The photo below shows some of the lavish embroidery with silk threads and hand painted lace appliqué.

Stay well!

Prism Textiles “Fragility” exhibition

My first exhibition with Prism, the international exhibiting group of textile artists, is fast approaching. The theme is “Fragility”, and you can get a glimpse of the various ways this has been interpreted on the Prism blog.

My piece, called “One in Five”, was inspired by the effect we humans are having on our fragile environment: scientists at Kew Gardens estimate that one in five plant species are in danger of extinction due to activities such as intensive farming, deforestation and construction.

I have made five stylised seeds combining felt and paper yarn, to represent the fragility of the environment in general as well as their own precarious existence.

The five seeds loosely represented are sycamore (maple in US), dandelion, bean pod, physalis and sweet chestnut.

Sycamore seed by Kim WinterDandelion seed by Kim WinterBeanpod by Kim WinterPhysalis by Kim WinterSweet chestnut by Kim Winter

The hardest part was working out the best way to display them, as in the London gallery we cannot suspend things from the ceiling. Luckily, I managed to find a windfall branch with an interesting shape and lots of lovely lichen. This can be mounted on the wall with the seeds hanging from it.

One in Five by Kim Winter

All photos of my work by Owen Llewellyn.

Fragility runs at Hoxton Arches, Arch 402, Cremer Street, London E2 8HD, from 29 May to 9 June. The private view is on Tuesday 28 May, 7-8.30pm, to which you are all warmly invited!

Prism at the Mall Galleries

Today, on the recommendation of a fellow student, I went to the Mall Galleries to see Prism, an exhibition of textile-inspired art.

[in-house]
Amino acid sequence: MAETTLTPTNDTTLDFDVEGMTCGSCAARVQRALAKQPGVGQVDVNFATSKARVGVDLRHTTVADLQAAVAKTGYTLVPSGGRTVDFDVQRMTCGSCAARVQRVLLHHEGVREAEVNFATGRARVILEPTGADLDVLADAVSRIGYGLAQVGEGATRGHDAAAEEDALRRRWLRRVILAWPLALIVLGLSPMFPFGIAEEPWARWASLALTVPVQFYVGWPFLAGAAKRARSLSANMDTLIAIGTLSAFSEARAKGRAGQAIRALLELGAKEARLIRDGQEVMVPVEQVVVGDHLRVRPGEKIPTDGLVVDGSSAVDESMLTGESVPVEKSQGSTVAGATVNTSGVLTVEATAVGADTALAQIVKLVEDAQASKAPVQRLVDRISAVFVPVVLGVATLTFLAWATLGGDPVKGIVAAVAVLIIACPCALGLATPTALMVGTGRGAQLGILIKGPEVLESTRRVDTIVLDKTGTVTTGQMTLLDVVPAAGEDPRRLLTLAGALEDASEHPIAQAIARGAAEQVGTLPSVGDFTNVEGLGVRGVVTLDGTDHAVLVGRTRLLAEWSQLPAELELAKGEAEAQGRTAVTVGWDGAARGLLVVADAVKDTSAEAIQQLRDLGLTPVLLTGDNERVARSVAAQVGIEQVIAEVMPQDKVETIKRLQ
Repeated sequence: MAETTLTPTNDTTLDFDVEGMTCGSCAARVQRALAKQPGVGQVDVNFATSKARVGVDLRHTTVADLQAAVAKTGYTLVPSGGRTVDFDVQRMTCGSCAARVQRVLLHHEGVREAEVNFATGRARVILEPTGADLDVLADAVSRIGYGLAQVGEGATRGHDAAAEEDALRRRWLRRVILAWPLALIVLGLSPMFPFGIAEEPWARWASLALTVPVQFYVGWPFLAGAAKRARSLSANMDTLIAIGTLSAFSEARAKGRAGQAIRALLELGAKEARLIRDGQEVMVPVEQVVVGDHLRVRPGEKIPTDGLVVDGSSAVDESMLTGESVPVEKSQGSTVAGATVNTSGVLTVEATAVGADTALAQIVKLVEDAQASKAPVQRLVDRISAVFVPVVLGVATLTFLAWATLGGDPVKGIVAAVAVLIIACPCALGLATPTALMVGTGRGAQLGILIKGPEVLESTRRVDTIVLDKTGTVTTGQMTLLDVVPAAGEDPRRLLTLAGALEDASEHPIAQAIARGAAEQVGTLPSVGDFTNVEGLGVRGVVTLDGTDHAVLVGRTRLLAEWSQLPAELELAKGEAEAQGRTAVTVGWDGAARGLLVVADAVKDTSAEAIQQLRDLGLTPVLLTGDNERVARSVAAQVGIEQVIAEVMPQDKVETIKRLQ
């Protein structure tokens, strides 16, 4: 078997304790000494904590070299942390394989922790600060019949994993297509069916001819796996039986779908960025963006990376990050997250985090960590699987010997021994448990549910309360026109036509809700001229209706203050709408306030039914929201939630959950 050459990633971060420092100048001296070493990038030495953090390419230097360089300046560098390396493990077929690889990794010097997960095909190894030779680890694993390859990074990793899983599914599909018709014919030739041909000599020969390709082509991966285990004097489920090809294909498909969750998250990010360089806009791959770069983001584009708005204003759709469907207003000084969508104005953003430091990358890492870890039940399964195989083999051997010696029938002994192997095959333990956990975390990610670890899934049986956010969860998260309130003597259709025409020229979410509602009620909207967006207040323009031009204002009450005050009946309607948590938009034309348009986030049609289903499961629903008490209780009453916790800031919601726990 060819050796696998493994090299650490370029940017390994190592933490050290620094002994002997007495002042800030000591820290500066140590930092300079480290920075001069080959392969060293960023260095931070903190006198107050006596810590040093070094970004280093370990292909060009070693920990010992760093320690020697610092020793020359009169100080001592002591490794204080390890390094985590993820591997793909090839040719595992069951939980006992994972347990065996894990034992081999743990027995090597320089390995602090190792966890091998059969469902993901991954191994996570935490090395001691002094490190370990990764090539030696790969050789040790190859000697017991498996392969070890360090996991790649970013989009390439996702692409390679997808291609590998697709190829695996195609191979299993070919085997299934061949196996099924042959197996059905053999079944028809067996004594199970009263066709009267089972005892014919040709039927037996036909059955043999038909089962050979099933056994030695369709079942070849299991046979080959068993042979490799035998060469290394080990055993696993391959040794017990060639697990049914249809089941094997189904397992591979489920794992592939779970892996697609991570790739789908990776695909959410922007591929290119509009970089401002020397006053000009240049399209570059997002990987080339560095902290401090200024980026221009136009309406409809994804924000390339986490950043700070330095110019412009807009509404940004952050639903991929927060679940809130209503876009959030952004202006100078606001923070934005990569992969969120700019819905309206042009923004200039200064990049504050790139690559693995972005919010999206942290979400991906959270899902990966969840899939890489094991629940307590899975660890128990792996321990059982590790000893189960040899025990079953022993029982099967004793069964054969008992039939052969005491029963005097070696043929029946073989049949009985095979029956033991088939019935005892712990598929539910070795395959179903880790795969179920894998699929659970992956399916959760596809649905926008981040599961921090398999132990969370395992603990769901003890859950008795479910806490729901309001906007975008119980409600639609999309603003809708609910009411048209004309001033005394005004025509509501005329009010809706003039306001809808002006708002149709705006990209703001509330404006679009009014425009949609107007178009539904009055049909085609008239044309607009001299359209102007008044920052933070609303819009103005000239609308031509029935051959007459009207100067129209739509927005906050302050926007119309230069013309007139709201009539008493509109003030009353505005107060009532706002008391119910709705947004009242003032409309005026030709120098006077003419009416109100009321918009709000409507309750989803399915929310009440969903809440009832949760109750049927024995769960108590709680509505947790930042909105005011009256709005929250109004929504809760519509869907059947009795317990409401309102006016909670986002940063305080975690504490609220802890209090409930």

Maybe it’s all the work we’ve been doing in class on constructed 3D textiles, but the pieces that attracted me most were vessels or sculptures made by weaving, coiling or knitting.

Anita Bruce

Anita Bruce knits and crochets beautiful, delicate constructions from enamelled copper wire. Previous work has featured sea creatures and plankton, but here she was displaying deconstructed pieces of Unst lace, based on traditional Shetland knitting patterns.

Julieanne Long

Julieanne Long is also interested in natural forms and was showing some striking giant black and red basketry seed pods that incorporated cable ties and other found objects.

Mary Anne Morrison

Mary Anne Morrison‘s ‘Peelings’ are made from coiled and stitched textiles that circle around and in on themselves to produce their own dynamic.

Joan Richardson

Finally, Joan Richardson incorporates fabrics and other found objects into her pieces of knitted copper wire and paper string.

I must admit that when we started this term on weaving and basketry techniques I wasn’t entirely enthused. But earlier this week I had a go myself in class at knitting with very fine wire, and I loved the colours and delicacy of the result. As ever, a bit of lateral thinking and imagination when it comes to materials and techniques can be very inspiring.

Sample of knitted wire

PS I forgot to say that the Prism exhibition at the Mall Galleries closes tomorrow, so you have limited time if you want to see it!